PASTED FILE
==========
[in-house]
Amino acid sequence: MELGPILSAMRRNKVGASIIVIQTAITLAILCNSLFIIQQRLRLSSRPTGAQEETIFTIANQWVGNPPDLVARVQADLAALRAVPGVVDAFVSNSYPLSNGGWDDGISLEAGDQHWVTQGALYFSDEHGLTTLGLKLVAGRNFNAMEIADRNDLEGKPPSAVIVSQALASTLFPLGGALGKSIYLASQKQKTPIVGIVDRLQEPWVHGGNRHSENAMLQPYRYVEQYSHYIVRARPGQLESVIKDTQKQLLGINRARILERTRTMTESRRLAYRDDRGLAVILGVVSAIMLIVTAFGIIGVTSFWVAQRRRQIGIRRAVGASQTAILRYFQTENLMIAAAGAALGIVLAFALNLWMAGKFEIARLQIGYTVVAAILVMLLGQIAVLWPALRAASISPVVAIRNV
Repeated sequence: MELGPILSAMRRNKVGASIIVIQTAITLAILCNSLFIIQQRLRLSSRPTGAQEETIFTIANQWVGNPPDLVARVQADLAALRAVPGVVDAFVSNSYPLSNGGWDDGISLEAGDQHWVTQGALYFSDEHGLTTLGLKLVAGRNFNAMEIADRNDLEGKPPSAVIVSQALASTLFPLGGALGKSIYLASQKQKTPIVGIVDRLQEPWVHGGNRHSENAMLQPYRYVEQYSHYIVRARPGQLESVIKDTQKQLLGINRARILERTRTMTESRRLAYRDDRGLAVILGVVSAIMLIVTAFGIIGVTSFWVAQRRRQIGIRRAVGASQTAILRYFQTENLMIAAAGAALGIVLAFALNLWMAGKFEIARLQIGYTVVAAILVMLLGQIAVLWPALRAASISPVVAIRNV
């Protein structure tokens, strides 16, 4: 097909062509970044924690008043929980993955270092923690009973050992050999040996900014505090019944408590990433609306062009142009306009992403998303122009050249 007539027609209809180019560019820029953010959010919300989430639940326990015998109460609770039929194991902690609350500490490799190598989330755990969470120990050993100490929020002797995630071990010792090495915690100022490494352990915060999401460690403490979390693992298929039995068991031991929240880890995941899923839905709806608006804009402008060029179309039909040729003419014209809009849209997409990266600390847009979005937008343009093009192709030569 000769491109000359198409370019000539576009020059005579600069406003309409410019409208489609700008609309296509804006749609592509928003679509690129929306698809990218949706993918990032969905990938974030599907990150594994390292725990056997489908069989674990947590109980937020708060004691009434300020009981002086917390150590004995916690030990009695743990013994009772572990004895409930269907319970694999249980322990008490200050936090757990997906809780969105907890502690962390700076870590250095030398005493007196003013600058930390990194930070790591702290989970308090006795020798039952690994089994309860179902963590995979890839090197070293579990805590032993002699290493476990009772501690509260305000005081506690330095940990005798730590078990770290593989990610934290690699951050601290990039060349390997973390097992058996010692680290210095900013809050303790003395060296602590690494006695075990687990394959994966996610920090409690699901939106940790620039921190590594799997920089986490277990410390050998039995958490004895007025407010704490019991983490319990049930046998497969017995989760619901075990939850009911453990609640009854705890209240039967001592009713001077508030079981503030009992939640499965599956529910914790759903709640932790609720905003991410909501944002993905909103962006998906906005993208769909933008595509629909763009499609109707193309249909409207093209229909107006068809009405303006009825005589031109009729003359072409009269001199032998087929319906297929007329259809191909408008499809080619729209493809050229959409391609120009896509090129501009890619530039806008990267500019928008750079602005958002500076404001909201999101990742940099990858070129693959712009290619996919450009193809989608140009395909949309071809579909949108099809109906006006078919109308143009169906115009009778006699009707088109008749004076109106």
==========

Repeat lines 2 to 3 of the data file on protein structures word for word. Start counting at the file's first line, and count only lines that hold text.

Amino acid sequence: MELGPILSAMRRNKVGASIIVIQTAITLAILCNSLFIIQQRLRLSSRPTGAQEETIFTIANQWVGNPPDLVARVQADLAALRAVPGVVDAFVSNSYPLSNGGWDDGISLEAGDQHWVTQGALYFSDEHGLTTLGLKLVAGRNFNAMEIADRNDLEGKPPSAVIVSQALASTLFPLGGALGKSIYLASQKQKTPIVGIVDRLQEPWVHGGNRHSENAMLQPYRYVEQYSHYIVRARPGQLESVIKDTQKQLLGINRARILERTRTMTESRRLAYRDDRGLAVILGVVSAIMLIVTAFGIIGVTSFWVAQRRRQIGIRRAVGASQTAILRYFQTENLMIAAAGAALGIVLAFALNLWMAGKFEIARLQIGYTVVAAILVMLLGQIAVLWPALRAASISPVVAIRNV
Repeated sequence: MELGPILSAMRRNKVGASIIVIQTAITLAILCNSLFIIQQRLRLSSRPTGAQEETIFTIANQWVGNPPDLVARVQADLAALRAVPGVVDAFVSNSYPLSNGGWDDGISLEAGDQHWVTQGALYFSDEHGLTTLGLKLVAGRNFNAMEIADRNDLEGKPPSAVIVSQALASTLFPLGGALGKSIYLASQKQKTPIVGIVDRLQEPWVHGGNRHSENAMLQPYRYVEQYSHYIVRARPGQLESVIKDTQKQLLGINRARILERTRTMTESRRLAYRDDRGLAVILGVVSAIMLIVTAFGIIGVTSFWVAQRRRQIGIRRAVGASQTAILRYFQTENLMIAAAGAALGIVLAFALNLWMAGKFEIARLQIGYTVVAAILVMLLGQIAVLWPALRAASISPVVAIRNV